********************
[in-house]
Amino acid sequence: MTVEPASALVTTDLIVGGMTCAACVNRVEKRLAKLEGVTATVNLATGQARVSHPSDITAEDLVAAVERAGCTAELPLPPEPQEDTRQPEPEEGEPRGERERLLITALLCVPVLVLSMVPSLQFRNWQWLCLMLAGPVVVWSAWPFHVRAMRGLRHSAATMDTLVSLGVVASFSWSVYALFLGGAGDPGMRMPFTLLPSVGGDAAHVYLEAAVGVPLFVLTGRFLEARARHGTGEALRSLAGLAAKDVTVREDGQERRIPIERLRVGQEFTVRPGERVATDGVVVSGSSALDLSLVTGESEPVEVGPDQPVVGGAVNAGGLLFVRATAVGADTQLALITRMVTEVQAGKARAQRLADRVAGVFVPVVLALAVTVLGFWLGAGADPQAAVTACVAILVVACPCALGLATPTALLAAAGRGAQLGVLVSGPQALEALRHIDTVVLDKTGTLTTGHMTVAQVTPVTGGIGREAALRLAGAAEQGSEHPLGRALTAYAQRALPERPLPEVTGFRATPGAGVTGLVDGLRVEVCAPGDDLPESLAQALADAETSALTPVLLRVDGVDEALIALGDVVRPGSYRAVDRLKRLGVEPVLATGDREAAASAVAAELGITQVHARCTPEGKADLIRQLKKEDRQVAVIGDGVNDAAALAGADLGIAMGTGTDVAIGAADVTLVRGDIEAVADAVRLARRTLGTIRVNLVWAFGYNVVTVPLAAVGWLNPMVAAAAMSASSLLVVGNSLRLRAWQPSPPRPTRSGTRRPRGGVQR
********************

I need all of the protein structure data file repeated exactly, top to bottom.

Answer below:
[in-house]
Amino acid sequence: MTVEPASALVTTDLIVGGMTCAACVNRVEKRLAKLEGVTATVNLATGQARVSHPSDITAEDLVAAVERAGCTAELPLPPEPQEDTRQPEPEEGEPRGERERLLITALLCVPVLVLSMVPSLQFRNWQWLCLMLAGPVVVWSAWPFHVRAMRGLRHSAATMDTLVSLGVVASFSWSVYALFLGGAGDPGMRMPFTLLPSVGGDAAHVYLEAAVGVPLFVLTGRFLEARARHGTGEALRSLAGLAAKDVTVREDGQERRIPIERLRVGQEFTVRPGERVATDGVVVSGSSALDLSLVTGESEPVEVGPDQPVVGGAVNAGGLLFVRATAVGADTQLALITRMVTEVQAGKARAQRLADRVAGVFVPVVLALAVTVLGFWLGAGADPQAAVTACVAILVVACPCALGLATPTALLAAAGRGAQLGVLVSGPQALEALRHIDTVVLDKTGTLTTGHMTVAQVTPVTGGIGREAALRLAGAAEQGSEHPLGRALTAYAQRALPERPLPEVTGFRATPGAGVTGLVDGLRVEVCAPGDDLPESLAQALADAETSALTPVLLRVDGVDEALIALGDVVRPGSYRAVDRLKRLGVEPVLATGDREAAASAVAAELGITQVHARCTPEGKADLIRQLKKEDRQVAVIGDGVNDAAALAGADLGIAMGTGTDVAIGAADVTLVRGDIEAVADAVRLARRTLGTIRVNLVWAFGYNVVTVPLAAVGWLNPMVAAAAMSASSLLVVGNSLRLRAWQPSPPRPTRSGTRRPRGGVQR